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The Designers' Showcase

The Contemporary Designer Showcase was conceived by the founders, Thomas Faerber and Ronny Totah, and is curated by jewellery historian, journalist and author, Vivienne Becker, for Vivarium, a new, authoritative jewellery platform that brings jewels and their stories, both past and present, to life.


The Contemporary Designer Showcase will highlight the creativity and originality that keeps the jewellery world alive, dynamic and continually evolving. The Showcase will have its own specially designed conceptual space at the heart of the exhibition, emphasising the individuality of each designer and creative vision.


“It is important for us to include a modern designer showcase in this new venture, to show emerging talent and explain how the new generation of designers is evolving. We would like GemGenève to become not only a vibrant trading place, but also an educational experience, a place where, each year, people come to discover new talents, new stories and undiscovered treasures.” - IDA FAERBER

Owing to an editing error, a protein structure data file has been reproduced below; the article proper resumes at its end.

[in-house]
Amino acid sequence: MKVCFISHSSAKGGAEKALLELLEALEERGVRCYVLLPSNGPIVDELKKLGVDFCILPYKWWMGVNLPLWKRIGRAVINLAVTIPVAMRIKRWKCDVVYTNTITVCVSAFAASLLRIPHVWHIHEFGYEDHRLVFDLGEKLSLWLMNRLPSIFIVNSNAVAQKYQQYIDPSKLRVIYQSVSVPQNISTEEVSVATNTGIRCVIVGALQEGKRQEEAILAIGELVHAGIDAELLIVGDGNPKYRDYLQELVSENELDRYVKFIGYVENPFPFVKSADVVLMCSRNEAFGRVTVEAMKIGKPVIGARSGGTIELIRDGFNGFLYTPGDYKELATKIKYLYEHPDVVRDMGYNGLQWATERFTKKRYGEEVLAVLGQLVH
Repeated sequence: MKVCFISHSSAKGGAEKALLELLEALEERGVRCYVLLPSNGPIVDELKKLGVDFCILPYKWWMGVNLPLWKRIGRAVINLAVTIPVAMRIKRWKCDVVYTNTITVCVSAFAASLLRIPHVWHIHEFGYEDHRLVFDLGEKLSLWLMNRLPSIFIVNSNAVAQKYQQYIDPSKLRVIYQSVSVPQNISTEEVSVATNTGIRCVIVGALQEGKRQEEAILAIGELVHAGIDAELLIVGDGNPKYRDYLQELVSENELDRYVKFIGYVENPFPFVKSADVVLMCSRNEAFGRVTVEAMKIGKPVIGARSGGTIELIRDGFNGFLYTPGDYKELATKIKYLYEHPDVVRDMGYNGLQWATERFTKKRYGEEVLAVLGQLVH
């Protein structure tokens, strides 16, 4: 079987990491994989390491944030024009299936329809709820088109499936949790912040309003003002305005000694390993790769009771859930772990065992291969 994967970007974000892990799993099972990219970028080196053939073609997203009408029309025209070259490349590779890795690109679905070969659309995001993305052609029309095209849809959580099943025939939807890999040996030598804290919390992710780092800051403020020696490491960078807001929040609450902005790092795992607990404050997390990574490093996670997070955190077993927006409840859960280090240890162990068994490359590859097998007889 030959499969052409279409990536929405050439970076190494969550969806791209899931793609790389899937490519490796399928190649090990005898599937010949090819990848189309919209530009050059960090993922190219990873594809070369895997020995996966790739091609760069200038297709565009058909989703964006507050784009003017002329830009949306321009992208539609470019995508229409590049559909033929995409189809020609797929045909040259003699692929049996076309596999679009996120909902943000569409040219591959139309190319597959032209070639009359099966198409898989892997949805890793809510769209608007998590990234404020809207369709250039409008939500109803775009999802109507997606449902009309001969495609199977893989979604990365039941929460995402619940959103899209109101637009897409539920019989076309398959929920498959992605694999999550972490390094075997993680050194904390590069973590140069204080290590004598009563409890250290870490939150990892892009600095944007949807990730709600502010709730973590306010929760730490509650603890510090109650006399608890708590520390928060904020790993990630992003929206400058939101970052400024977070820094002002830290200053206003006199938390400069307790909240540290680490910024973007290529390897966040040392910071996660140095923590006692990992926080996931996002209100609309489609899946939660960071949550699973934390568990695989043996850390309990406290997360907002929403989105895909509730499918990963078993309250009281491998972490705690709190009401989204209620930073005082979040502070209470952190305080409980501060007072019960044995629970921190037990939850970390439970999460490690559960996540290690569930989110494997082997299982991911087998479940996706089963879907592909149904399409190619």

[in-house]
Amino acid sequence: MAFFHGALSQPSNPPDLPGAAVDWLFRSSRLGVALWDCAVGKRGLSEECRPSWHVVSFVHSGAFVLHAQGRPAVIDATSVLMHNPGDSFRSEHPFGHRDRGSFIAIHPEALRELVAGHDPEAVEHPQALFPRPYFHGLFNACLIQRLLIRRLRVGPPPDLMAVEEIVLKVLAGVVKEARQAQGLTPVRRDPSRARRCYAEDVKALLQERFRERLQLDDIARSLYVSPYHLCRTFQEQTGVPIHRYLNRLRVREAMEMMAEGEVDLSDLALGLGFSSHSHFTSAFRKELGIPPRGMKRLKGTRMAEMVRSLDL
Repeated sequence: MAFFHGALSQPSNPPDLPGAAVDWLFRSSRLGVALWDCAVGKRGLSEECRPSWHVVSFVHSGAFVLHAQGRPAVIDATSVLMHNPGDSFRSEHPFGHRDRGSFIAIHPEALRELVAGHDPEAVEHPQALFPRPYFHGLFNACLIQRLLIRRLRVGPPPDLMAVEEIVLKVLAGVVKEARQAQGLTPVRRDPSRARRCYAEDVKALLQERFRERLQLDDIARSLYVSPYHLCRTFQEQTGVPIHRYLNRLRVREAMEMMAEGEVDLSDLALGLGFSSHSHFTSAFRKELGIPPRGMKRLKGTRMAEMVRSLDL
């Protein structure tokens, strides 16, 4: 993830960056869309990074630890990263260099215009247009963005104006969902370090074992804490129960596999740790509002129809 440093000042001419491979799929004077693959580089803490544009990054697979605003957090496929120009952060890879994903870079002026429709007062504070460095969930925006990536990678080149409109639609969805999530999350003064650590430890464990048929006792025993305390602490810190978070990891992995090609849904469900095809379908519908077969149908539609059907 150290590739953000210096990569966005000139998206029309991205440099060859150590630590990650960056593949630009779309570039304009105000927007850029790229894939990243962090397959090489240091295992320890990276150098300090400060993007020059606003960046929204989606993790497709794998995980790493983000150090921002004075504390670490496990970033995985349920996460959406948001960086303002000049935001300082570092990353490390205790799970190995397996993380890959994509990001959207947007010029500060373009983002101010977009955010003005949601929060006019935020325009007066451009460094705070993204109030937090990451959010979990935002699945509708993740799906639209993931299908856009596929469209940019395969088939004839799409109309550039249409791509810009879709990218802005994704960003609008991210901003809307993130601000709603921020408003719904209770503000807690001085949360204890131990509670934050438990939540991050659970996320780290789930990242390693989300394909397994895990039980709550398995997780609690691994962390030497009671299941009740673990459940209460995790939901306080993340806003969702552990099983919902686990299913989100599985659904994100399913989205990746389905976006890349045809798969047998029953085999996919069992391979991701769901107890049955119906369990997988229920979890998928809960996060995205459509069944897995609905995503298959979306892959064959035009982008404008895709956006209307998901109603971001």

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Belmacz by Julia Muggenburg

This German-born, London-based artist who studied at London’s St Martin’s School of Art, turned to jewellery as a powerful vehicle for self-expression, launching her first collection in 2000. She is an archindividualist, avant-garde and original in her approach to fashion, art, design, and in her jewellery she courageously challenges clichés, conventions and preconceptions whilst honouring the long heritage and history of the jewels. Her powerful, graphic style is influenced by art, tribal jewellery, by the profound
meanings of jewellery in different cultures and civilisations around the world. Today, she also challenges the jewellery-puchasing experience, selling both jewellery and the work of contemporary artists in her London gallery.

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Cora Sheibani

Swiss born, London based Sheibani grew up immersed in the art world, surrounded by art and the celebrated artists represented by her art-dealer father. Yet she doesn’t approach the jewel as an artwork but as pure design, working with line, form, colour, material and texture, integrating all into the overall concept. She takes jewellery into entirely new territory with unusual, unexpected themes, ranging from cakes and ice-creams through cacti and the human eye.

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Emmanuel Tarpin